Today in 1666, the great fire of London started in an east end bakery of one Thomas Farrier on Pudding Lane causing devastation and destruction to the English Capital.
The blaze burnt for 3 days and totally destroyed the medieval part of the city within the city boundaries marked by the remaining roman wall. These parts of the city were made up of slums and tenements and mostly made of wood, thus highly flammable. The flames and destruction stopped short of Westminster and Whitehall.
Amongst the architectural victims of the flames was the old St Pauls as well as a staggering 87 Parish churches. 90% of the cities inhabitants were made destitute as a result of the fire.
It is thought from examining architectural pottery from Pudding Lane where the fire commenced have indicated that at the height of the fire temperatures were thought to have reached a massive 1700C. These pottery pieces can be found in the Museum of London.
At this time in the 17th century there was no forma fire brigade to fight fires. The reason that the fire would get out of control and destroy so much of the city is due to the indecisiveness of the London Major at the time, one Sir Thomas Bloodsworth it was actually Charles II that would issue the order to demolish all houses as a means of fighting the fire. This was known as creating a firehook.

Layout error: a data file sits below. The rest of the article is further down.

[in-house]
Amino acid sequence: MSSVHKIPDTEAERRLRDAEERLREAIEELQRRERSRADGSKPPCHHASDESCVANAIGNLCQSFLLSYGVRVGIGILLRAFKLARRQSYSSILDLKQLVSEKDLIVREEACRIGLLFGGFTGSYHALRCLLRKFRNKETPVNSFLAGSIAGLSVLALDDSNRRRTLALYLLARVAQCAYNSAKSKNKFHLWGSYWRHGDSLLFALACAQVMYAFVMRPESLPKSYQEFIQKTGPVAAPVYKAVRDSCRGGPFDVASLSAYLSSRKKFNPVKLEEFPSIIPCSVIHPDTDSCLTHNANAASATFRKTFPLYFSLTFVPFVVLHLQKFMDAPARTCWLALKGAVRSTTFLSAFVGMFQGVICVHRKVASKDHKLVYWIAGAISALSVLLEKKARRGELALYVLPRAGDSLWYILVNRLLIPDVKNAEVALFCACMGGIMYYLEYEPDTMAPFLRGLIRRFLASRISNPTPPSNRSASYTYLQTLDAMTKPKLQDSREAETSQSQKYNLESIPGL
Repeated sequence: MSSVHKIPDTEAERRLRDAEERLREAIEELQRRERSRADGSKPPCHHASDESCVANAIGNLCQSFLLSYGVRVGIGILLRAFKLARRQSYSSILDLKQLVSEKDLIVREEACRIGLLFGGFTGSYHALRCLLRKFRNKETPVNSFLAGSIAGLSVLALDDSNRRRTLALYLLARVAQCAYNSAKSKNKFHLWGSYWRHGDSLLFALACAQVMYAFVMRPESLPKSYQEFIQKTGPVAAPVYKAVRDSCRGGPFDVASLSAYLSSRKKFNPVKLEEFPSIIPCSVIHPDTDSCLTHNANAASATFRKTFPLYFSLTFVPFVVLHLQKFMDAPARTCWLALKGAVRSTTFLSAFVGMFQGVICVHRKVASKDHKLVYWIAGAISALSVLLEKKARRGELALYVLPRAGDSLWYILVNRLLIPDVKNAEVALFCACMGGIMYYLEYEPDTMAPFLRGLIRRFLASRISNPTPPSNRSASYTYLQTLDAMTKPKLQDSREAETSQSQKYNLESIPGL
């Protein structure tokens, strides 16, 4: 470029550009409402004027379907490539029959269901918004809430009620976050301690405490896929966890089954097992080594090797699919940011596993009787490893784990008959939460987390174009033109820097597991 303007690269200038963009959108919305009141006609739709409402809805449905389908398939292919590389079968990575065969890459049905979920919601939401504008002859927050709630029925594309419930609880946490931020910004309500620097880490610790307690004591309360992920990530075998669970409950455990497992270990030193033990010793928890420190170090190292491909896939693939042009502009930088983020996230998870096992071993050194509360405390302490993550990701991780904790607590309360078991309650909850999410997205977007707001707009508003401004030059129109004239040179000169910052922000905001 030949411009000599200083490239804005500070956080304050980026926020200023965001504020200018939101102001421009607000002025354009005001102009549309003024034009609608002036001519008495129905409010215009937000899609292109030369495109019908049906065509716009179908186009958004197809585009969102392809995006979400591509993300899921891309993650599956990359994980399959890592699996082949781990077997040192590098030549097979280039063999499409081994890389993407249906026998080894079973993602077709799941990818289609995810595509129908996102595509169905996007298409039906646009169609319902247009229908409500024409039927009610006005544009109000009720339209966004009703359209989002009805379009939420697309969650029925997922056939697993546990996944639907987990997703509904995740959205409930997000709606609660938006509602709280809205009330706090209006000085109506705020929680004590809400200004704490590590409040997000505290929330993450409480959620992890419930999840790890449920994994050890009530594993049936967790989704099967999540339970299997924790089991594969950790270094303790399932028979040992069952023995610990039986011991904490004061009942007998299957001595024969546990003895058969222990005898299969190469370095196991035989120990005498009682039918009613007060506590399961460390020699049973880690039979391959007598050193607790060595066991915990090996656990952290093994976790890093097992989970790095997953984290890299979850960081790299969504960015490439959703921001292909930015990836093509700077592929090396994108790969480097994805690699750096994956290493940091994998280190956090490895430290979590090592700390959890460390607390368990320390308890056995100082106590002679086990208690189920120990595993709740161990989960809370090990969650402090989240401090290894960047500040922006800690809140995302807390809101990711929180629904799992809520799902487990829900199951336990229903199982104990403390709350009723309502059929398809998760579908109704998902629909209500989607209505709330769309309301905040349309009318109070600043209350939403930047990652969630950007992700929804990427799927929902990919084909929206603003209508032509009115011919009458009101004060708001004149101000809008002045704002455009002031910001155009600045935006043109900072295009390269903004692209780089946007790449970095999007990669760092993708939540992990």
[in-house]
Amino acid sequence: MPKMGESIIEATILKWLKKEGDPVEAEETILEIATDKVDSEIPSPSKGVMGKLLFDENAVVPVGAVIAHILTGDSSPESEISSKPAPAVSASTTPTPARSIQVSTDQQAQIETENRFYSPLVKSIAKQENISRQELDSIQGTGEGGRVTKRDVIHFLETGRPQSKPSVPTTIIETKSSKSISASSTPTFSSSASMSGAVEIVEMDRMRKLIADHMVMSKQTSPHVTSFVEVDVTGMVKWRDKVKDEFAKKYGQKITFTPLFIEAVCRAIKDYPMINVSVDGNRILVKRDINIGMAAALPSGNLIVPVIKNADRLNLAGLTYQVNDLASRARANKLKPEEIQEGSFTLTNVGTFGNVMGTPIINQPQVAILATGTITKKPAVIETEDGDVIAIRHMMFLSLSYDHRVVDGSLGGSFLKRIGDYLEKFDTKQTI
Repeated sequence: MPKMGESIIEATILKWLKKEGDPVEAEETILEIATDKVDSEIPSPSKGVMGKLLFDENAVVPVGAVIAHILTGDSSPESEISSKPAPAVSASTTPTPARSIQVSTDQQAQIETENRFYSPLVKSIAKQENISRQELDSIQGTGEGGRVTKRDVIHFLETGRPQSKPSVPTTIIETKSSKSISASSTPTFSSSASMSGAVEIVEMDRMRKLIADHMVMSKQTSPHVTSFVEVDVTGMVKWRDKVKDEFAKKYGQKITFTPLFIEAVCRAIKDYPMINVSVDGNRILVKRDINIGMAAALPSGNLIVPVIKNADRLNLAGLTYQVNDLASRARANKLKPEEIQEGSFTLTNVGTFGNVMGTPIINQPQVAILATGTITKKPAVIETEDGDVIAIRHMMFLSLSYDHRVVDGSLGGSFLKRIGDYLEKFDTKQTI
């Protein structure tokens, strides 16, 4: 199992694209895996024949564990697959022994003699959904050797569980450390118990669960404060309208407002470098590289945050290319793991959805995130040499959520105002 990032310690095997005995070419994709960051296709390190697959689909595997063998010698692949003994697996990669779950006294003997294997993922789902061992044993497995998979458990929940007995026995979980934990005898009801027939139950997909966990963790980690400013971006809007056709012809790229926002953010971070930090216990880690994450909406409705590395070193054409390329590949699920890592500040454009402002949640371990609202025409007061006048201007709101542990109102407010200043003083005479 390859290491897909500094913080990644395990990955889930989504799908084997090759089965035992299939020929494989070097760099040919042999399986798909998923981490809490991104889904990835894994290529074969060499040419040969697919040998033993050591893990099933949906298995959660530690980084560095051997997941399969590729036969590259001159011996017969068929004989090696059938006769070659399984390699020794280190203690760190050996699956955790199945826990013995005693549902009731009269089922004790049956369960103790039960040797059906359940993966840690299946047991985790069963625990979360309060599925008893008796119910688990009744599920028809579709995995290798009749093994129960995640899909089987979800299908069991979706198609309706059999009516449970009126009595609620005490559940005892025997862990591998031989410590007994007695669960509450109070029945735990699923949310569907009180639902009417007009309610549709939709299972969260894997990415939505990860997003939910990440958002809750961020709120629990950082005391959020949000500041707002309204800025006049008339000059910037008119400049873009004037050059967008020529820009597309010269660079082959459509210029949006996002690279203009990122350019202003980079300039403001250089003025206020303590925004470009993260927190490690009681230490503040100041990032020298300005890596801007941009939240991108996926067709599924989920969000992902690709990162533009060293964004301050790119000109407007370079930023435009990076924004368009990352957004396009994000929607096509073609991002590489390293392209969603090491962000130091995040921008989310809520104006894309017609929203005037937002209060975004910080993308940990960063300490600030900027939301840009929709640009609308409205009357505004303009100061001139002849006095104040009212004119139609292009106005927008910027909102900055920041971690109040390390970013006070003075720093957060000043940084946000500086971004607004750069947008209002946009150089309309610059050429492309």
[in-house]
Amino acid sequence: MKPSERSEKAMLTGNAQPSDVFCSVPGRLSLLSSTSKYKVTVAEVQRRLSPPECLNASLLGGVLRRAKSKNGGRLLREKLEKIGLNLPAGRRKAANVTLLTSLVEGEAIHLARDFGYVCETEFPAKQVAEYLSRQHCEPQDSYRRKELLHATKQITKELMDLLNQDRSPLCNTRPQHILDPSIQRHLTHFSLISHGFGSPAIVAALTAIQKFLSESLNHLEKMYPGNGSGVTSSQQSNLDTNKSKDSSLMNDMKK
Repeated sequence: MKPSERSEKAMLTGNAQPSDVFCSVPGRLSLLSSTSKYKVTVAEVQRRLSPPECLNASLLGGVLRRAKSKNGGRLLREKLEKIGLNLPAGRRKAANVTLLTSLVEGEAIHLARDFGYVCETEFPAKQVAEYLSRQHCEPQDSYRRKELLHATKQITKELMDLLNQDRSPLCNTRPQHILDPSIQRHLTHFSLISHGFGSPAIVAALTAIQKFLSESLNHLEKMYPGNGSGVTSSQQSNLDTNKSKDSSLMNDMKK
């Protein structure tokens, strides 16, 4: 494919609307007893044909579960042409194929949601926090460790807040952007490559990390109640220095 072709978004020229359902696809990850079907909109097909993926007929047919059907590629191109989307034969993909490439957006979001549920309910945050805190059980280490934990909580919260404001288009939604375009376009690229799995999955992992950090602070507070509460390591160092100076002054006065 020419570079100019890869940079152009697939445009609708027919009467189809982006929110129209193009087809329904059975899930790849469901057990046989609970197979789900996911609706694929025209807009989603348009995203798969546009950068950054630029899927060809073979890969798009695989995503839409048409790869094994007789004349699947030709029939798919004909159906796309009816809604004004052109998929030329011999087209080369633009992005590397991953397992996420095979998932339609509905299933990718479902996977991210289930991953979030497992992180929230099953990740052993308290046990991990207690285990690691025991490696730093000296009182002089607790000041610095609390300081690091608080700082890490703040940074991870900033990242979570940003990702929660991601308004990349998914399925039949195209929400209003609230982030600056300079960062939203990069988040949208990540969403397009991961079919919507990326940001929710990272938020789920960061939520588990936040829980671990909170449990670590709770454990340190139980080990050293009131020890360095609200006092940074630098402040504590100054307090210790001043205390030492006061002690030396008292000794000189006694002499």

For the first day many did not see the point of fleeing the city however by day three mass exodus had started adding to the mayhem and chaos of trying to fight the fire. Pepys would even bury his most important items to save them from the fire. One of these items was part of a wheel of Parmesan cheese. Due to the export charges of getting the cheese to the UK in the 17th century the cheese was very expensive and highly prized.
One the fire was out there were several major complex issues firstly there was issues about rebuilding the homes that were destroyed as a result of the fire. A special court was set up to resolve these issues between Landlords and tenants legally. Then there were the issues of how to rebuild the city. Was the city of London to rebuild everything as it was before or totally reconstruct this part of the city in grand baroque style?
Then there was the concerns over who was to blame for the fire. During this time religious prejudice was rife and many blamed Catholics for starting the fire.
Like a phoenix slowly raising from the flames, St Pauls was redesigned by Sir Christopher Wren along with another 50 parish churches. St Pauls has now become an iconic London landmark. During WW2 and the blitz she was a morale booster as Hitler dropped bombs on the capital. St Pauls is one lasting enduring legacy from the fire and London today would be all the poor for it.